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Old 08-24-2007, 05:19 PM
sykavy sykavy is offline
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Join Date: Apr 2007
Posts: 184
Quote:
Originally Posted by nali2001 View Post
Hi Sykavy,
Well I don't really know if the solenoid piston design has significant advantages over the 'normal' switched reluctance motor design. On the one hand one might think there is better flux interactions since the coil encapsulates the piston core. But on the other hand you must have some support system to guide the piston, which results in noise, losses and wear.

There are so many different types of Reluctance motor design out there you wont' believe. Here for example is an interesting addition:
http://www.jstage.jst.go.jp/article/...126/4/385/_pdf

Also another method for reducing the air gap size is having 'slots' in the stator and rotor core elements, so that the rotating parts kind of interlock or 'mix' with each other.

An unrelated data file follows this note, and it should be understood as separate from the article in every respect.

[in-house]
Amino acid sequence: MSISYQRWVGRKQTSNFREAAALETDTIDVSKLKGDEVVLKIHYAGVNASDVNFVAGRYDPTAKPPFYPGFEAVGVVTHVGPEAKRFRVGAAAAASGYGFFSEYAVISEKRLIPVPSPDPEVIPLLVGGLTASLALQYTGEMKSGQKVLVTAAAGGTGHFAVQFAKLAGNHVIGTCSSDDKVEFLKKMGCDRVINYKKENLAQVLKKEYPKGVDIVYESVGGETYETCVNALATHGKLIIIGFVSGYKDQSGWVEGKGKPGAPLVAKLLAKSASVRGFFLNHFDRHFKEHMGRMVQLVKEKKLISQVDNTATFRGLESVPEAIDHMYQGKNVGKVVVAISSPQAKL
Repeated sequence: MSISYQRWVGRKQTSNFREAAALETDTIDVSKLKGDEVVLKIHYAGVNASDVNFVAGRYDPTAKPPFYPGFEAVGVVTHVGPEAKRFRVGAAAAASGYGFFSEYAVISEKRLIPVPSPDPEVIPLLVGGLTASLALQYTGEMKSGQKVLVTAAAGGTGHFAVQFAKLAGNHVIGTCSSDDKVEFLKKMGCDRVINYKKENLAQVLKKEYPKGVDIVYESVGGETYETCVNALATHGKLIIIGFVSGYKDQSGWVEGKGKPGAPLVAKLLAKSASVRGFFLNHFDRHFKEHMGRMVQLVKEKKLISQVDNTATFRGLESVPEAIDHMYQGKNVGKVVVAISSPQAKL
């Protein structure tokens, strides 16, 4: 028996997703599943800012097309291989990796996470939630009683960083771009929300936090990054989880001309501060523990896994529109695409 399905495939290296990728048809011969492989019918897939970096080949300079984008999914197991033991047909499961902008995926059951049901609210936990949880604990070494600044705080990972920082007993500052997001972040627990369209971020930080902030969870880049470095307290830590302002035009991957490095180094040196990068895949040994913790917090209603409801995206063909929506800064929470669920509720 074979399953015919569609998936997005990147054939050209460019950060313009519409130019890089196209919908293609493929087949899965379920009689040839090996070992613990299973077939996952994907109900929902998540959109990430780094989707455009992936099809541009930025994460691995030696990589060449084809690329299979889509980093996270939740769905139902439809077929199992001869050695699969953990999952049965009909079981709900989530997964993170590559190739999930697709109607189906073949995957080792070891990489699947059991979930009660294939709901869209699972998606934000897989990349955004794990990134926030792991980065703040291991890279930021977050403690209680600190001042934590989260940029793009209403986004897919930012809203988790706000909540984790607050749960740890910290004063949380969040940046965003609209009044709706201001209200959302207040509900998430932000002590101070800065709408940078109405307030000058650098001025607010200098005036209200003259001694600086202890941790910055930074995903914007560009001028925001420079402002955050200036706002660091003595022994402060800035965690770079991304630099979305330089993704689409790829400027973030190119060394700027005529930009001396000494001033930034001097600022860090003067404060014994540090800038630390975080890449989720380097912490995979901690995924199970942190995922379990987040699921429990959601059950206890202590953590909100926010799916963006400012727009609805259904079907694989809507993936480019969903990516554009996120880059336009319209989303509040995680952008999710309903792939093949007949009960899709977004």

Like this:
http://home.planet.nl/~sintt000/SlotRotor/1.jpg
http://home.planet.nl/~sintt000/SlotRotor/2.jpg
http://home.planet.nl/~sintt000/SlotRotor/3.jpg

Steven
Hi Steve
You know I was thinking of the slot idea on my own, but I didn't know how to explain it.
What would be the air gap around these slots be?

Plus it looks a lot more complicated to make than just a simple flat air gap. You were saying that one would need a professional die-cast for Peter's air gap but wouldnt slots make it even more complicated?

What if the air gap was filled by a metal/plastic mixed plate. I mean iron filings mix with apoxy and then slowly shaved down till the perfect air gap was reached.
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